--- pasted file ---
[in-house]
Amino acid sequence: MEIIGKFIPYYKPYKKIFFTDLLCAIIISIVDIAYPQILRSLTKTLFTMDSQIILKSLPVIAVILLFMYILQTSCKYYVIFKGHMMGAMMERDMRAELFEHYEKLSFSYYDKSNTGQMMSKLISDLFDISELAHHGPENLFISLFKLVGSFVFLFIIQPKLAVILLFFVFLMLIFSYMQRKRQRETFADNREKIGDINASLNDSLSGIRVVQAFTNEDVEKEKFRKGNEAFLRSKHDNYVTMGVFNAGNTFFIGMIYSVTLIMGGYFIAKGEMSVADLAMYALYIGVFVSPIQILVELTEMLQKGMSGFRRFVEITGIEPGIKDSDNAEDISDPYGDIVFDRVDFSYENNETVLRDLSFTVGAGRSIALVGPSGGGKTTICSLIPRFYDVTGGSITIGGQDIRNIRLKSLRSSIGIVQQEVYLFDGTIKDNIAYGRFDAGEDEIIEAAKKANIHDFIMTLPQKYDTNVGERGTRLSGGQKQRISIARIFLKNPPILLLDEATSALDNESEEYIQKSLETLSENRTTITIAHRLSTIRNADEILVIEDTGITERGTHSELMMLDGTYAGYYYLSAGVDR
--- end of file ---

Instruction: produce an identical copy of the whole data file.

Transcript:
[in-house]
Amino acid sequence: MEIIGKFIPYYKPYKKIFFTDLLCAIIISIVDIAYPQILRSLTKTLFTMDSQIILKSLPVIAVILLFMYILQTSCKYYVIFKGHMMGAMMERDMRAELFEHYEKLSFSYYDKSNTGQMMSKLISDLFDISELAHHGPENLFISLFKLVGSFVFLFIIQPKLAVILLFFVFLMLIFSYMQRKRQRETFADNREKIGDINASLNDSLSGIRVVQAFTNEDVEKEKFRKGNEAFLRSKHDNYVTMGVFNAGNTFFIGMIYSVTLIMGGYFIAKGEMSVADLAMYALYIGVFVSPIQILVELTEMLQKGMSGFRRFVEITGIEPGIKDSDNAEDISDPYGDIVFDRVDFSYENNETVLRDLSFTVGAGRSIALVGPSGGGKTTICSLIPRFYDVTGGSITIGGQDIRNIRLKSLRSSIGIVQQEVYLFDGTIKDNIAYGRFDAGEDEIIEAAKKANIHDFIMTLPQKYDTNVGERGTRLSGGQKQRISIARIFLKNPPILLLDEATSALDNESEEYIQKSLETLSENRTTITIAHRLSTIRNADEILVIEDTGITERGTHSELMMLDGTYAGYYYLSAGVDR